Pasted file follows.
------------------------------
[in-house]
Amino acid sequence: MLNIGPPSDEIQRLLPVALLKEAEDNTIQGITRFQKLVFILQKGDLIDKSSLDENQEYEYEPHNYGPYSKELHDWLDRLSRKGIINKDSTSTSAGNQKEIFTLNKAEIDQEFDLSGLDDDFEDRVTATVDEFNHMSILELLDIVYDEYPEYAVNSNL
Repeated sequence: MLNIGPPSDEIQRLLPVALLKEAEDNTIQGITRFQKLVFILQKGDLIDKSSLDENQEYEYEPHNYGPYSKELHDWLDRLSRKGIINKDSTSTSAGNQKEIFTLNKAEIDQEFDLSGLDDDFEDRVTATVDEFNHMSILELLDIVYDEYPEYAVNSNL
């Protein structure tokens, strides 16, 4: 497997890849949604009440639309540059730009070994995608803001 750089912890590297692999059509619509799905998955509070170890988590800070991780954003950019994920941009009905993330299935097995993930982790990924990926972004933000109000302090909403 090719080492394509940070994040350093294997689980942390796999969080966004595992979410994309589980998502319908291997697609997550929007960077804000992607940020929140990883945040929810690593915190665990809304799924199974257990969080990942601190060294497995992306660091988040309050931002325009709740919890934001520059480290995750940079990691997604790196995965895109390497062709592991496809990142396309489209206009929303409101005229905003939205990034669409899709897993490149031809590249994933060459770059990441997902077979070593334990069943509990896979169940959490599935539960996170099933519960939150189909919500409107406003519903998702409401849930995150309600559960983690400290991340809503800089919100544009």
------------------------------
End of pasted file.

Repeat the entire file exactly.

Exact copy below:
[in-house]
Amino acid sequence: MLNIGPPSDEIQRLLPVALLKEAEDNTIQGITRFQKLVFILQKGDLIDKSSLDENQEYEYEPHNYGPYSKELHDWLDRLSRKGIINKDSTSTSAGNQKEIFTLNKAEIDQEFDLSGLDDDFEDRVTATVDEFNHMSILELLDIVYDEYPEYAVNSNL
Repeated sequence: MLNIGPPSDEIQRLLPVALLKEAEDNTIQGITRFQKLVFILQKGDLIDKSSLDENQEYEYEPHNYGPYSKELHDWLDRLSRKGIINKDSTSTSAGNQKEIFTLNKAEIDQEFDLSGLDDDFEDRVTATVDEFNHMSILELLDIVYDEYPEYAVNSNL
């Protein structure tokens, strides 16, 4: 497997890849949604009440639309540059730009070994995608803001 750089912890590297692999059509619509799905998955509070170890988590800070991780954003950019994920941009009905993330299935097995993930982790990924990926972004933000109000302090909403 090719080492394509940070994040350093294997689980942390796999969080966004595992979410994309589980998502319908291997697609997550929007960077804000992607940020929140990883945040929810690593915190665990809304799924199974257990969080990942601190060294497995992306660091988040309050931002325009709740919890934001520059480290995750940079990691997604790196995965895109390497062709592991496809990142396309489209206009929303409101005229905003939205990034669409899709897993490149031809590249994933060459770059990441997902077979070593334990069943509990896979169940959490599935539960996170099933519960939150189909919500409107406003519903998702409401849930995150309600559960983690400290991340809503800089919100544009």